Monday, February 22, 2010

National Characters: Maps and Stereotypes (1869)

The text and image source for this entry is

Here is a series of anthropomorphic (humanoid) maps of the various nations of mid-19th C. Europe. As the idea of nationhood develops it employs the stereotype: the abstracted or idealized person representing the characteristics accepted as typical of a certain nationality.
This particular series was created in England in 1869. Can we learn anything about the "English point of view" regarding the continental peoples?

Geographical Fun: Being Humourous Outlines of Various Countries was first published in London by the firm of Hodder and Stoughton in 1869. The atlas consists of twelve maps of European countries; each with a unique national stereotype created by the author based on the outline and shape of the country. Each image is accompanied by a short verse describing the authors creation.
In the introduction to the atlas, the author, William Harvey, writing under the pseudonym Aleph, described his intention in creating the atlas: "It is believed that illustrations of Geography may be rendered educational, and prove of service to young Scholars who commonly think Globes and Maps but wearisome aids to knowledge...... If these geographical puzzles excite the mirth of children, the amusement of the moment may lead to the profitable curiosity of youthful students and embue the mind with a healthful taste for foreign lands."To read the full introduction, please click here
The resulting fanciful caricatures include England in the form of Queen Victoria; Scotland as a gallant Piper struggling through the bogs; Wales in the form of Owen Glendowr; Ireland as a Peasant, happy in her baby's smile; France as an Empress of cooks, fashions, and the dance; Spain and Portugal joined in lasting amity; Italy as a revolutionary figure complete with liberty cap; Prussia in the personages of Friedrich Wilhelm and Prime Minister Bismarck; Germany as a lady dancing; Holland and Belgium as female figures who represent perfect art made grand; Denmark as a female figure with ice skates; and Russia as the classic bear.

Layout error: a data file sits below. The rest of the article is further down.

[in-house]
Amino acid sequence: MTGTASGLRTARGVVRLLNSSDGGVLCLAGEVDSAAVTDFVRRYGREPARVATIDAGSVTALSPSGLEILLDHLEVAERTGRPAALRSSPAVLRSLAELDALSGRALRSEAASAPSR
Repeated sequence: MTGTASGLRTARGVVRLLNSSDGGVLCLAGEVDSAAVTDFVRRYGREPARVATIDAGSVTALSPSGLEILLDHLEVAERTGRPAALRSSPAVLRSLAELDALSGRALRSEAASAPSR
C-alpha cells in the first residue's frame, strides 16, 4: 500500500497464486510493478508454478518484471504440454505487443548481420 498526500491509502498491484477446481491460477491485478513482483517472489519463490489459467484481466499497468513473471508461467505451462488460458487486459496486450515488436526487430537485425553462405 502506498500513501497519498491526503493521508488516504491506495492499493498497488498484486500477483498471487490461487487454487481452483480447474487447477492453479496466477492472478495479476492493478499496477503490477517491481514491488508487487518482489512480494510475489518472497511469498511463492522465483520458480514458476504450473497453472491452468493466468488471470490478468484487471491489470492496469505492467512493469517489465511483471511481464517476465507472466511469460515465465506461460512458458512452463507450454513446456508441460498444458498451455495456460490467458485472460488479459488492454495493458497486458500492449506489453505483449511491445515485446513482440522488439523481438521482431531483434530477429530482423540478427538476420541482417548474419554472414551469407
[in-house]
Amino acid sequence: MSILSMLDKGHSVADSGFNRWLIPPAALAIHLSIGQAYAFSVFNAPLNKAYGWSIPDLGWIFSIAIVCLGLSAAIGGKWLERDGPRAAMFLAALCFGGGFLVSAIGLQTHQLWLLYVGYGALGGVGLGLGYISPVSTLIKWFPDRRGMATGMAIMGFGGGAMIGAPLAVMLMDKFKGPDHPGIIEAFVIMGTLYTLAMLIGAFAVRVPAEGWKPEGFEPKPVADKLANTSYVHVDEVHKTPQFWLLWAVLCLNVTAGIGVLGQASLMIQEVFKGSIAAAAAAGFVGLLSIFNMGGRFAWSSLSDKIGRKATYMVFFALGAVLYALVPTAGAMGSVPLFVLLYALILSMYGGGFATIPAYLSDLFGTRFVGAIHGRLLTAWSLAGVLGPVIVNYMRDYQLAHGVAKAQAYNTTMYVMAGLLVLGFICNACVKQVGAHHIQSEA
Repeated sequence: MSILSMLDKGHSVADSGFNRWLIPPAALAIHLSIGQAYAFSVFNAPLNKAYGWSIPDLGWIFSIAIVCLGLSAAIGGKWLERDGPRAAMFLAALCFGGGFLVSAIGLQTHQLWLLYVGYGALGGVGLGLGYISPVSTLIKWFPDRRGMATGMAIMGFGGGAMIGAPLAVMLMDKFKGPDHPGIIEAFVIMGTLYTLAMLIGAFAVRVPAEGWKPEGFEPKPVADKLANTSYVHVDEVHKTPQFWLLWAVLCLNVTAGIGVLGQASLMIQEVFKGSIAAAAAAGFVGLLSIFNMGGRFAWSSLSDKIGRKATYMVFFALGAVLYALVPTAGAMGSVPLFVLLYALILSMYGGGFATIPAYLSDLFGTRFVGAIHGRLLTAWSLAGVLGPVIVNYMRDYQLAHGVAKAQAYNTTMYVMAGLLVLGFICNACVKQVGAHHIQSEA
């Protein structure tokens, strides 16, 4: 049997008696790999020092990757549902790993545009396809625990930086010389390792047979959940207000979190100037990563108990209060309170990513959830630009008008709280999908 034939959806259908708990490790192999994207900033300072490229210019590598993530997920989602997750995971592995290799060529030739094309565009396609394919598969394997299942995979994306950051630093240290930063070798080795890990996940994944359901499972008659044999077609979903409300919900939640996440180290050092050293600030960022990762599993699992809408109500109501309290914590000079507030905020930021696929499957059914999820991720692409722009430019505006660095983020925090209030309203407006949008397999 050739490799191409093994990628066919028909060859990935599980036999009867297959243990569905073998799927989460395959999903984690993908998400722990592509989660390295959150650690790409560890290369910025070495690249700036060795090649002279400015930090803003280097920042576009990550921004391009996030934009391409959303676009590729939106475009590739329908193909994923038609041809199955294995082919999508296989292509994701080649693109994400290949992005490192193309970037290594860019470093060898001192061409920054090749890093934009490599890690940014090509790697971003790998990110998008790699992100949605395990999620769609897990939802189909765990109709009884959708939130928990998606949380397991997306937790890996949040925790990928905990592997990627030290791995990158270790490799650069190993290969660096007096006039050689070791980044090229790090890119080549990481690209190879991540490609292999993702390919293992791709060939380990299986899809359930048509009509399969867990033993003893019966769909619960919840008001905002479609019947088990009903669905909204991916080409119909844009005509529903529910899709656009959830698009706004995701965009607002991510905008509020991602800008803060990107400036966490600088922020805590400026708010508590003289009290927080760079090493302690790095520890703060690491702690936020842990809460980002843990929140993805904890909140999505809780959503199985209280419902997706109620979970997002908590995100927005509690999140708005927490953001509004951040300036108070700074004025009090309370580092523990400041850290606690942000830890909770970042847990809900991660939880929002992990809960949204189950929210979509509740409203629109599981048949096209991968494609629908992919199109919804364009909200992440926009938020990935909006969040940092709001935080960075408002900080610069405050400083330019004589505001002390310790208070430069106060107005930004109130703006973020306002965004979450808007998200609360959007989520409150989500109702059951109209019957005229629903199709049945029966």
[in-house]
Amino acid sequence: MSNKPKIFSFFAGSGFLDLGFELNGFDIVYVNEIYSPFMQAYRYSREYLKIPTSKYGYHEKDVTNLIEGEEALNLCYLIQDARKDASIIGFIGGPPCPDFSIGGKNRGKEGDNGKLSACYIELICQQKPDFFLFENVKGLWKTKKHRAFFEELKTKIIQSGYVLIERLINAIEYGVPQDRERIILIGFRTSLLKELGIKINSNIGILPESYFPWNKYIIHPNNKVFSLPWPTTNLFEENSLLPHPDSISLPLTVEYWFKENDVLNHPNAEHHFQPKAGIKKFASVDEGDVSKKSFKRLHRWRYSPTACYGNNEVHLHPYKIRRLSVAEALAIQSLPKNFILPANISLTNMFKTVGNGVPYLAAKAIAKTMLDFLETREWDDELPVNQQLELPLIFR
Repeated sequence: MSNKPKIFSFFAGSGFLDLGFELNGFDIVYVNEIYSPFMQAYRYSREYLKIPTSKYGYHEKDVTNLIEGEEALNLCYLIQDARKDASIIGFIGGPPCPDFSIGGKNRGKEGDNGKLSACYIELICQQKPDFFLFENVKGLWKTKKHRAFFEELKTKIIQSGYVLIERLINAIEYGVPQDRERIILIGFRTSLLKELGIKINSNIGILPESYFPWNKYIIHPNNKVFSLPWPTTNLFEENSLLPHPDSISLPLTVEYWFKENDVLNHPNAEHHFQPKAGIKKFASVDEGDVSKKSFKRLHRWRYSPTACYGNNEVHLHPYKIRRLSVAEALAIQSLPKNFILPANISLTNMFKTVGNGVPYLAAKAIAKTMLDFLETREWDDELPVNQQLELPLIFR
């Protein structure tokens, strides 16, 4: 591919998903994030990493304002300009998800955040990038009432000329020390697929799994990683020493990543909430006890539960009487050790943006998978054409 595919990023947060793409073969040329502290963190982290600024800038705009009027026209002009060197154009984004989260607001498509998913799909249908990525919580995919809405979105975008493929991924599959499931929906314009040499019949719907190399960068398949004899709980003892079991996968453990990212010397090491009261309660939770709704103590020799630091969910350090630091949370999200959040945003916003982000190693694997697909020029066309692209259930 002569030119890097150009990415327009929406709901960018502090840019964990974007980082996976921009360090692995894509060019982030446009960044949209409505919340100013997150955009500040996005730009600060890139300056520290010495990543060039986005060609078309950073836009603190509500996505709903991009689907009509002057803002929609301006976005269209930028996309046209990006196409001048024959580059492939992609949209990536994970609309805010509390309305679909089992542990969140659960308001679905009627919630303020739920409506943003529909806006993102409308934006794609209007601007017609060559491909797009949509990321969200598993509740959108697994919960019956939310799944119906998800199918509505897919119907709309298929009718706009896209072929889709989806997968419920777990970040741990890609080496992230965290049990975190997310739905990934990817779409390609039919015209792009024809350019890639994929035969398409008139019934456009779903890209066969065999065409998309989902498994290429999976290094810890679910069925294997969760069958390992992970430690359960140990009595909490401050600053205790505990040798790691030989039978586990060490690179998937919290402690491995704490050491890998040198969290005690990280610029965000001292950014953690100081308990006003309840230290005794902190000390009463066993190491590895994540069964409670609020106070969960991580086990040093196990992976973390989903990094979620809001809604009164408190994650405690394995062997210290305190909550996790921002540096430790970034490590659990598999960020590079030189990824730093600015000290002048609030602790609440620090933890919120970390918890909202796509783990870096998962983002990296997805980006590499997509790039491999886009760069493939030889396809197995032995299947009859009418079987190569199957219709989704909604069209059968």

For Shakespeare's Prince, and the Princess of wales,
To England dear. Her royal spirit quails;
From skating faint, she rests upon the snow;
Shrinking from unclean beasts that grin below.


Beautiful England, - on her Island throne,
Grandly she rules, - with half the world her own;
From her vast empire the sun ne'er departs:
She reigns a Queen - Victoria, Queen of Hearts.

A hook-nosed lady represents fair France,
Empress of cooks, of fashions, and the dance.
Her flatt'ring glass declares that vict'ry pwer,
Beauty, wealth, arts, are her imperial dower.


Lo! studious Germany, in her delight,
At coming glories, shewn by second sight,
And on her visioned future proudly glancing,
Her joy expresses by a lady dancing.

Dame Holland, trick'd out in her gala clothes,
And Master Belgium, with a punchy nose;
Seem on the map to represent a land,
By patriot worth, and perfect art made grand.

Thou model chieftain - born in modern days
Well may thy gallant acts claim classic praise.
Uncompromising friend of liberty!
Thy photograph ennobles Italy!

His Majesty of Prussia - grim and old
Sadowa's King - by needle guns made bold;
With Bismark of the royal conscience, keeper,
In dreams political none wiser - deeper


Peter, and Catherine, and Alexander,
Mad Paul, and Nicholas, poor shadows wander
Out in the cold; while Emperor A. the Second
In Eagles, Priests, and Bears supreme is reckoned.

A gallant piper, stuggling through the bogs,
His wind bag broken, wearing his clay clogs;
Yet, strong of heart, a fitting emblem makes
For Scotland - land of heroes and of cakes.

These long divided nations soon may be,
By Prim's grace, joined in lasting amity.
And ladies fair - if King Fernando rules,
Grow grapes in peace, and fatten their pet mules.

Geography bewitch'd - Owen Glendowr,
In Bardic grandeur, looks from shore to shore,
And sings King Arthur's long, long pedigree,
And cheese and leks, and knights of high degree.

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